Judith Light: Ready To Receive

Judith Light, around the time Tennessee noticed her.

The act of faking the fog--creating the atmosphere from which a woman might appear and force a play into existence--had its own intricate choreography: A particular chair would be appropriated, or a certain number of pillows would be used to prop him up on the bed, facing the television. A pad of paper or a table upon which sat a typewriter--his own or that of the hotel or the host with whom he was staying--ready for his notes, his impressions. The remote control--if there was one--always in his hand; in the other a drink. Channel to channel, face to face, voice to voice: Where was the inspiration?

Tenn would move from a talk show to an old movie to a game show--any of these offerings might present a person or a sound that could lead him to write, begin, or imagine something.

I watched Tenn pursue the fog in his room at the Royal Orleans, rapidly moving from image to image. I wondered if he had ever found anything he could use.

He told me this story.

In late 1979 or early 1980--he could not recall--his good friend Kim Hunter had invited him to dinner, and had then asked him to watch her in her latest endeavor: The daytime soap opera The Edge of Night. Tenn generally avoided soap operas, what he called slag heaps where actors went to collect paychecks and die an ignoble death ("There is greater dignity, I would think, in porn," he had said). Nonetheless, for his friend, he began to make  arrangements to be near a television set in the afternoon to watch her wreak havoc. "This was during the time of Clothes [for a Summer Hotel], and I was welcoming any diversions," he said, and it allowed him communion with Hunter, who, along with Anna Sokolow, was trying to help Tenn's latest play achieve "lift-off."

In the early summer of 1980, Hunter earned a nomination for a Daytime Emmy Award, and Tenn agreed to watch and to root for his friend.

He found himself focusing on another woman instead. Her name was--"And this was poetry!" Tenn exclaimed--Judith Light.

Then this remarkable force of energy ran to the stage. I needed to know instantly who this person was. Far too large for her surroundings; far too intense to be near so many brittle personalities. Who was this person? A volatile mix of the profoundly beautiful and the profoundly shy; unkempt but also preternaturally composed. She was my Alma and my Blanche; she was Anna Magnani and Joanne Woodward with a dollop of Claire Bloom. In this tacky ballroom!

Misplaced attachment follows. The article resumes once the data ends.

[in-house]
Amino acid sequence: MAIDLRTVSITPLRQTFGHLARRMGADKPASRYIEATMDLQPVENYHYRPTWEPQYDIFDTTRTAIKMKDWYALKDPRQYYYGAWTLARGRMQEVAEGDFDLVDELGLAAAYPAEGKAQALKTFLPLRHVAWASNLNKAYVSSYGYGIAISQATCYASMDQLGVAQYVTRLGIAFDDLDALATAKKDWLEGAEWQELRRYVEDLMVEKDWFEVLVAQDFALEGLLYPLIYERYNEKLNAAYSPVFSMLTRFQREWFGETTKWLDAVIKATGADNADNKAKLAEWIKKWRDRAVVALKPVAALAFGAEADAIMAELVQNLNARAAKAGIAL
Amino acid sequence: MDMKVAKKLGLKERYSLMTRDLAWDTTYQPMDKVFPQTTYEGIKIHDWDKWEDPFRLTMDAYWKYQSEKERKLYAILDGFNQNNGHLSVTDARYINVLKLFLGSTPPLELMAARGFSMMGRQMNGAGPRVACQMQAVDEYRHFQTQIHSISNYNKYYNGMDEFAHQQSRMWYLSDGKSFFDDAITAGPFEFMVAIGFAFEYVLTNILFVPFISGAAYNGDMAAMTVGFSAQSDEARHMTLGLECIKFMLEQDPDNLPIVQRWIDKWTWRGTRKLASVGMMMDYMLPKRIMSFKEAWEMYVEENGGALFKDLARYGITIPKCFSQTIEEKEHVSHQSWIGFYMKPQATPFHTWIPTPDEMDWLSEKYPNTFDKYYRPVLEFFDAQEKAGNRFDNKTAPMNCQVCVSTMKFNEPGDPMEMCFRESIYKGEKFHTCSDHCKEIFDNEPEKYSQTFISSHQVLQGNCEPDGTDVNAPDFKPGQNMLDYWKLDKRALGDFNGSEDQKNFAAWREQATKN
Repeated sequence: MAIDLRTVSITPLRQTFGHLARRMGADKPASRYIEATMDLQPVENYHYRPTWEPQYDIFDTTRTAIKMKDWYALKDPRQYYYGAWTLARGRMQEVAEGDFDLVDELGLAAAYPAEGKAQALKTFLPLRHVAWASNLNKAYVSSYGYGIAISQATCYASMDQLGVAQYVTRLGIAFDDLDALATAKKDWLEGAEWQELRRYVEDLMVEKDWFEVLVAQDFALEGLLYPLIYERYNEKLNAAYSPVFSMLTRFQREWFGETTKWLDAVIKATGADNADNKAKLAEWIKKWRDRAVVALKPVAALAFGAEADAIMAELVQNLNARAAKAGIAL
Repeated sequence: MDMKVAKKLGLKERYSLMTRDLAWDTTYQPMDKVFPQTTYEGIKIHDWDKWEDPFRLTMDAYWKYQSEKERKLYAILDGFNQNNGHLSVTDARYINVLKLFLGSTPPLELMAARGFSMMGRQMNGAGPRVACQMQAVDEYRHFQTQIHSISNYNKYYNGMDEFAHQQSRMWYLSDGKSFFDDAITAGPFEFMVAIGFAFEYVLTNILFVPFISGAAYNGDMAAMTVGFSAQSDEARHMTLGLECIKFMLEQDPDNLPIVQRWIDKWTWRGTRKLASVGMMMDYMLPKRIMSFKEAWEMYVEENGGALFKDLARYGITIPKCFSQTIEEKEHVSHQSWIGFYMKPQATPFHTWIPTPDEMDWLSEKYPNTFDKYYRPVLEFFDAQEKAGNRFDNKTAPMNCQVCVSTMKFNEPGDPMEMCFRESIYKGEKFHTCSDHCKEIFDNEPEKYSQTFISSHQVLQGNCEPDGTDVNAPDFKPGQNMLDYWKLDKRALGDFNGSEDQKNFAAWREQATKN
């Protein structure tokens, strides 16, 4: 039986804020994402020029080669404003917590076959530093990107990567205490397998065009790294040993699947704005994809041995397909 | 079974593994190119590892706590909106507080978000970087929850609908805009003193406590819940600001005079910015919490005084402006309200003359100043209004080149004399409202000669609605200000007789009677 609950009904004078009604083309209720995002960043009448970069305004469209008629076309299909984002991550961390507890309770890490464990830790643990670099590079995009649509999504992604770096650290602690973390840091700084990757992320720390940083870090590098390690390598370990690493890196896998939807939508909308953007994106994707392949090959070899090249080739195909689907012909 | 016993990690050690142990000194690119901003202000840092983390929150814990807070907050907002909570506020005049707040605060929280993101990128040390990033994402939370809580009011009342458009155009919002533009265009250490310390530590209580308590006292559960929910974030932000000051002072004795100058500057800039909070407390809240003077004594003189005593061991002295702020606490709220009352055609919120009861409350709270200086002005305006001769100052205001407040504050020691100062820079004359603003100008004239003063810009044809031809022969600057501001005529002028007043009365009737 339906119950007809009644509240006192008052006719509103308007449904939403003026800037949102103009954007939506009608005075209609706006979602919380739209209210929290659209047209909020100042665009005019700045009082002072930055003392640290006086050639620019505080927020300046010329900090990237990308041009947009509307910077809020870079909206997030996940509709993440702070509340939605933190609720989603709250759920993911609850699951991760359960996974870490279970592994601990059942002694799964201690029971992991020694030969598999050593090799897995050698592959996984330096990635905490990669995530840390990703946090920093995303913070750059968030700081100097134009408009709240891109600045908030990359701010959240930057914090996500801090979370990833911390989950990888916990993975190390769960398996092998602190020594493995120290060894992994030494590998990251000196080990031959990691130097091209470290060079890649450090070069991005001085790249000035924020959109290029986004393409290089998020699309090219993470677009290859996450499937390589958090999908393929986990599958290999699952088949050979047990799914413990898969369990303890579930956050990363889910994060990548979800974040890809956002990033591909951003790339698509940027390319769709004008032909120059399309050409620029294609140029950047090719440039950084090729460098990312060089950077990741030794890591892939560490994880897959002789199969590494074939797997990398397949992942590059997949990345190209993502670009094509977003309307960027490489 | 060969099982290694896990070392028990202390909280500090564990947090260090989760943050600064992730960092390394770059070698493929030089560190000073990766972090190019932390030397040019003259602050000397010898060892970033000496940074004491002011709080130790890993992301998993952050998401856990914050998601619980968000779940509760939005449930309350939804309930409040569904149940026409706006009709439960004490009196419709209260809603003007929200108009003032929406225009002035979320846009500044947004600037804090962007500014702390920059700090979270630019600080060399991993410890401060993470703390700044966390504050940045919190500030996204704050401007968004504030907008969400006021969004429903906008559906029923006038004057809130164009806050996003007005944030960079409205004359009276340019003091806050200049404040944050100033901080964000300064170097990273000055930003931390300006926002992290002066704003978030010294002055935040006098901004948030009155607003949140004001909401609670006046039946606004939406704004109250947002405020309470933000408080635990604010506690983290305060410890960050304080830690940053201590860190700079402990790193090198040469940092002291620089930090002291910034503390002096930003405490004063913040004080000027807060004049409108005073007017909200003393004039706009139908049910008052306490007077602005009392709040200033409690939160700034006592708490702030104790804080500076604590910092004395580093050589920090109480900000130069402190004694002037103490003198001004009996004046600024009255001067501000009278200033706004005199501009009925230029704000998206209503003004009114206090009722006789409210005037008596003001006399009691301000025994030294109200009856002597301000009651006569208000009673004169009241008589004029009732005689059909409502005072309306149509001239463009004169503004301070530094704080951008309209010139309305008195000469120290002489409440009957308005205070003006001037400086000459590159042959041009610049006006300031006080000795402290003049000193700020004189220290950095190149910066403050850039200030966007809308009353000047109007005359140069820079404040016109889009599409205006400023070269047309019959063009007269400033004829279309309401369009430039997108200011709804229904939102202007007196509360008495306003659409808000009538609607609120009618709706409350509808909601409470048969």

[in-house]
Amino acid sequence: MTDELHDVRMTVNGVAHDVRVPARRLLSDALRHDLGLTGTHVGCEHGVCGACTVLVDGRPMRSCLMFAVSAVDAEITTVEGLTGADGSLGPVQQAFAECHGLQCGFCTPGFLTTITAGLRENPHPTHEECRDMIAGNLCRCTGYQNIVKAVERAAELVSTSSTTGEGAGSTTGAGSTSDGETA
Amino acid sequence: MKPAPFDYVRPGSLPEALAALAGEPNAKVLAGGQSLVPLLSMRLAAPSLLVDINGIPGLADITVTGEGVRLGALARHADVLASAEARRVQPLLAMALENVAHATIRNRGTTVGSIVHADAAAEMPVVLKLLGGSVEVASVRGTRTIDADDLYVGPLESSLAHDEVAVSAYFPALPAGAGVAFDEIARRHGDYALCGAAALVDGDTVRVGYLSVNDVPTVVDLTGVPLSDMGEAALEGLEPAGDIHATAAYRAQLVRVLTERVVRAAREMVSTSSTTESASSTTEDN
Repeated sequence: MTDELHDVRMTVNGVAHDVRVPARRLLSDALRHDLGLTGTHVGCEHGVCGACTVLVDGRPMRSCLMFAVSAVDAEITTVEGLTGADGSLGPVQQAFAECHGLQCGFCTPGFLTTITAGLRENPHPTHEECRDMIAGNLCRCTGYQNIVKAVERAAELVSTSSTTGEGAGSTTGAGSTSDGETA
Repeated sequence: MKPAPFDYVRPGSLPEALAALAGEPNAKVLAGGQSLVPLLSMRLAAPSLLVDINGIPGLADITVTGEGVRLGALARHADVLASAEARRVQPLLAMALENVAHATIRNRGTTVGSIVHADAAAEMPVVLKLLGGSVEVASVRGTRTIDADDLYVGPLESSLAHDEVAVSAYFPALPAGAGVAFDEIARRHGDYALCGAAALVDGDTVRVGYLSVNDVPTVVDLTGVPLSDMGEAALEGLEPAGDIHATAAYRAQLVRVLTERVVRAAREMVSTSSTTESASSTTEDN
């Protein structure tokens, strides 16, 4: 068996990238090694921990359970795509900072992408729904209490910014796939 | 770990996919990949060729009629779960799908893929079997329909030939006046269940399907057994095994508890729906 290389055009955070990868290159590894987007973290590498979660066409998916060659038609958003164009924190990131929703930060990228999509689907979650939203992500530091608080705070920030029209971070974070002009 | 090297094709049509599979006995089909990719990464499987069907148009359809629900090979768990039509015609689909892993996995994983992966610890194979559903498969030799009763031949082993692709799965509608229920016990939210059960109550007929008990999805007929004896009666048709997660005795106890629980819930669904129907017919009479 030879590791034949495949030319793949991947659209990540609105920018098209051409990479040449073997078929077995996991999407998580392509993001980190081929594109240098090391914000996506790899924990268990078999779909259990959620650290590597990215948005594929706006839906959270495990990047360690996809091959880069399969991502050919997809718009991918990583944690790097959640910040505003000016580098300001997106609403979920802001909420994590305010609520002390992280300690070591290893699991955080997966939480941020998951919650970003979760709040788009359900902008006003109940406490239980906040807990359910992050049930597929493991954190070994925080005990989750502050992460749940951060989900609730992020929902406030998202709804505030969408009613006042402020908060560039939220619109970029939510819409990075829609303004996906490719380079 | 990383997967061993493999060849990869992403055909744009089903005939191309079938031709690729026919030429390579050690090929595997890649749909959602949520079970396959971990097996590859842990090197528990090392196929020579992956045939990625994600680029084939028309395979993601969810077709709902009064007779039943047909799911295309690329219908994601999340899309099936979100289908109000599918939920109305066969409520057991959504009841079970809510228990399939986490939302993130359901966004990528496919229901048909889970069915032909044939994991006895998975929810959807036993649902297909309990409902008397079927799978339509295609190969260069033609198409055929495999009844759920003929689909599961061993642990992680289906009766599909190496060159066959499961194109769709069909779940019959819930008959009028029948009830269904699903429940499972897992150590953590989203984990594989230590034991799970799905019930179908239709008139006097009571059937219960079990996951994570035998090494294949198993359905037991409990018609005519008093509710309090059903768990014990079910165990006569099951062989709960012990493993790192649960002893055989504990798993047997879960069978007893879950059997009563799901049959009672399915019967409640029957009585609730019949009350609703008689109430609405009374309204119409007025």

I did not endear myself to Kim by responding to her loss by asking questions of her victor, nor did I make too many friends when I began to excuse myself to watch the Light [Judith, that is] on One Life to Live. I sneak away for pills and lines of chemical vigor, and I also sneak away for a blast of fog, a snort of what can be. She is a rapacious actress with a rabid intelligence. Look at her vision! I don't mean only her eyes, which are ocular marvels--look at what she finds in the scripts and look at how she looks through and beyond her cardboard-and-crayon sets and her tissue-paper co-stars. She's too big! Which is just about the right size an actress should be to build a part on, because I sense that her eyes and her ears and her arms and her heart are wide open and ready to receive.

I found fog with her, and I hope to find creative surcease.

Judith Light in Other Desert Cities by Jon Robin Baitz, for which she received the 2012 Tony Award as Best Featured Actress. She is photographed here by Sara Krulwich.

I was fortunate enough to meet Judith Light and to share Tenn's words with her. I have also been a witness to what Tenn predicted for her--her numerous stage successes where her hungry talent found something to consume.

Here is some of what Judith Light said in response to Tenn's words:

For me to discover that Tennessee Williams was even aware of my existence is like being hit by a lightning bolt. To hear that he saw the way I worked and saw--really saw--what I was trying to do in playing a character fills me with the most enormous feeling of both validation and humility. The only thing that comes up for me as a comparison is being an artist and having someone tell you that Monet or Renoir appreciated your work.

You have to understand that when I work on a character... I spend an enormous amount of energy into not only connecting and exploring the infinite facets of the character, but also the writer. My goal is not only to tap into some level of experience of the complexities of that person and that life and the relationship she is having; I also try to be fueled with the process the writer has gone through to access all of that. So I end up with a very, very powerful connection to writers. When I played Stella [in a regional production of A Streetcar Named Desire], I really did have some extraordinary level of this woman being seen by Tennessee in a way that I truly cannot put into words. It is as if he had a kind of X-ray that includes the soul and the heart and distills an entire lifetime into every second, so that every action is a holograph of the whole person. And on top of that, it comes out turning the most ordinary seeming interaction into the most beautiful and poetic language we have heard.

If only he could be here and tap into my experience, I am sure that he would find a way to translate into words something that courses through  my body, fills my heart beyond belief, and literally stuns my mind into a kind of paralysis.  

In notes Tenn had made on Judith Light, I found a copy of this photograph by Julia Margaret Cameron, on the back of which Tenn had written "Judith Light/Surcease."

I will write more of Judith Light. There is so much more to tell.

She brought the fog to Tennessee Williams.


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